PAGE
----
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Are Books an Endangered Species? 汉译

2014-06-05    来源:网络    【      美国外教 在线口语培训

Are Books an Endangered Species?

Bob Greene

In the house where I grew up, we had a room we called the library. It wasn’t a real library, of course, it was just a small den dominated by a television set. But there were bookshelves built into all four walls, and hundreds of books—hardback books with spines of many colors—surrounded us in that room. The books, collected by my parents and grandparents throughout their lifetimes, were a part of my childhood.

My generation—the generation that came of age in the 1950s and 1960s—may be the last one to know that feeling, the feeling of being surrounded by millions of words; those words were the products of years of work by authors famous and obscure. For now in the midst of the 1970s, we are seeing a subtle but unmistakable turning away from such things. The houses of America, I fear, may soon include no room for libraries. The hardcover book—that symbol of the permanence of thought, the handing down of wisdom from one age to the next—may be a new addition to our list of endangered species.

I have friend who runs a bookstore in a Midwestern college town. He has found that he cannot sell hardback books; paperbacks are his stock in trade, and even those are a disappointment to him. “You know how we used to see people carrying around book bags?” he tells me. “Well, now I look out the window of my shop, and all I see are students carrying packages from the record stores. The students aren’t reading any more. They’re listening to albums.”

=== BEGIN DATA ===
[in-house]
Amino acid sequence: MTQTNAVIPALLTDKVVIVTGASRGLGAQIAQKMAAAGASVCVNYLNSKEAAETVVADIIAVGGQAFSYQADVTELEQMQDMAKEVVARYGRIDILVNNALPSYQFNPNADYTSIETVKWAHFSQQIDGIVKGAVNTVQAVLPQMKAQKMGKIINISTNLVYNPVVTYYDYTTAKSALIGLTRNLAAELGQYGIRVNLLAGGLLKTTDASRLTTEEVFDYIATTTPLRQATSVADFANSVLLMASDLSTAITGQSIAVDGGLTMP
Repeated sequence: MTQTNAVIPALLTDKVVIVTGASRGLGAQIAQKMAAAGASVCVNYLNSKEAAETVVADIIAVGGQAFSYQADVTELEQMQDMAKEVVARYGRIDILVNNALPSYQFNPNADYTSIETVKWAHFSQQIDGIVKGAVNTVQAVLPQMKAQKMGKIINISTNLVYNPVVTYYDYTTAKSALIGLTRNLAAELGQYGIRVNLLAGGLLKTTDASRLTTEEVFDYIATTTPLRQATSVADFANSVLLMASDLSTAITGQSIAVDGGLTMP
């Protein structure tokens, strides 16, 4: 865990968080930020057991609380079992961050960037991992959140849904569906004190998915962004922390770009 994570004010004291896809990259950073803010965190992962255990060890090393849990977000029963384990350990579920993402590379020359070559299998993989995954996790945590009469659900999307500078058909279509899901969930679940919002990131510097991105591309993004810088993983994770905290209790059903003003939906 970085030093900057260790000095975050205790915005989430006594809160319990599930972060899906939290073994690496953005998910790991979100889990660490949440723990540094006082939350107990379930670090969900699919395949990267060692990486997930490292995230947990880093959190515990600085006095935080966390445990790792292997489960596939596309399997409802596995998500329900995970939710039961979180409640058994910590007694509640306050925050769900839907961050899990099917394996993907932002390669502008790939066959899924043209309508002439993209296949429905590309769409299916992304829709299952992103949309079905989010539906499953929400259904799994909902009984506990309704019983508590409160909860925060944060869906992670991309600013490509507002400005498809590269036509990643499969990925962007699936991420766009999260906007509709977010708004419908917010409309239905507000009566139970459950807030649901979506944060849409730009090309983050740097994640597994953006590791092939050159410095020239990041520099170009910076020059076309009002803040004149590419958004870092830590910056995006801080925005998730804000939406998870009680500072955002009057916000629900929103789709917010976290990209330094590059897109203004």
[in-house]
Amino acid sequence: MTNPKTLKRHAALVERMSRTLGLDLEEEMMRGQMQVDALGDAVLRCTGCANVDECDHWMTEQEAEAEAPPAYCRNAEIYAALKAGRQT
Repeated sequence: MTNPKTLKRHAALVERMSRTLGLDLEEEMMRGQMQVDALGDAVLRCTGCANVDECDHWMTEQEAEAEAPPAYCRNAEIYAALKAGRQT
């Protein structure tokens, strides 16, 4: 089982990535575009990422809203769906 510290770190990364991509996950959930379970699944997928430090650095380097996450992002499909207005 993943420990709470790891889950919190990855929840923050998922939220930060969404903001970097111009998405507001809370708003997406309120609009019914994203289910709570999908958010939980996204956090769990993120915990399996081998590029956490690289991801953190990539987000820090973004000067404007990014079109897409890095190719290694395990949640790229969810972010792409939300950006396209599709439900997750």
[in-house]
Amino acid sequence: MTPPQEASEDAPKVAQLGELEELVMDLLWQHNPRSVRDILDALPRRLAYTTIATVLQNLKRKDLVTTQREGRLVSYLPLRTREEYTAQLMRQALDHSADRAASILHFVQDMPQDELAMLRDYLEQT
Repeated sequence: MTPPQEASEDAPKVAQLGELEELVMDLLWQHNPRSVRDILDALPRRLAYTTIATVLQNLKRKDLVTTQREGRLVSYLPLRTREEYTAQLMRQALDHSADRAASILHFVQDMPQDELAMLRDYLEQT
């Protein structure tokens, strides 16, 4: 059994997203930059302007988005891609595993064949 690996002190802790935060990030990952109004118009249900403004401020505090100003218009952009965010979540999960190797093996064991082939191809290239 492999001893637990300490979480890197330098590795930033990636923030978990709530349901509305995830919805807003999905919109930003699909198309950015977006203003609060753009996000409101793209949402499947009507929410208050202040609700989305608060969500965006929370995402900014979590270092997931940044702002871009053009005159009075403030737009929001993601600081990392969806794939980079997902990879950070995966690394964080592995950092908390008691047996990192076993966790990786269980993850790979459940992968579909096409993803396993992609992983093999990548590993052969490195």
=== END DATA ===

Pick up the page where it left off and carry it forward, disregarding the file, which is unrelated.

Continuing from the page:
And indeed he may be right. Stories of problems young people have with reading are not new, but the trend seems to be worsening. Recently the chancellor of the University of Illinois’s branch campus in Chicago said that 10 percent of the freshmen at his university could read no better than the average eighth grader. As dismal a commentary as this, there is an even more chilling aspect to it: of those college freshmen whose reading skills were equivalent to the sixth to eighth-grade level, the chancellor reported that many had ranked in the top half of their high-school classes.

A professor at the same university said that even after four years on campus, some of the college graduates could hardly read or write. And the ramifications this situation brings to the nation are obvious, and will become even more so in the years to come. Those ramifications are already being felt in the cultural marketplace. A first work of fiction, if it has any luck at all, will sell perhaps 3,000 copies in its hardback edition. Publishers and authors know not to expect much better than that. And a record album? Well, a new group called Boston recently released an album of the same name. it is their first record. So far it has sold 3.5 million copies.

Much of the problem is that we live in a passive age. To listen to a record album, to sit through a movie, to watch a television show—all require nothing of the cultural consumer, save his mere presence. To read a book, though, takes an act of will on the part of the consumer. He must genuinely want to find out what is inside.

He cannot just sit there; he must do something, even though the something is as simple an action as opening the book, closing the door and beginning to read. In generations before my own, this was taken for granted as an important part of life. But now, in the day of the “information retrieval system,” such a reverence is not being placed on the reading, and then saving, of books. If a young American reads at all, he is far more likely to purchase a paperback that may be flipped through and then thrown away. In a disposable age, the book for keeping and rereading is an anachronism, a ponderous dinosaur in a highspeed society.











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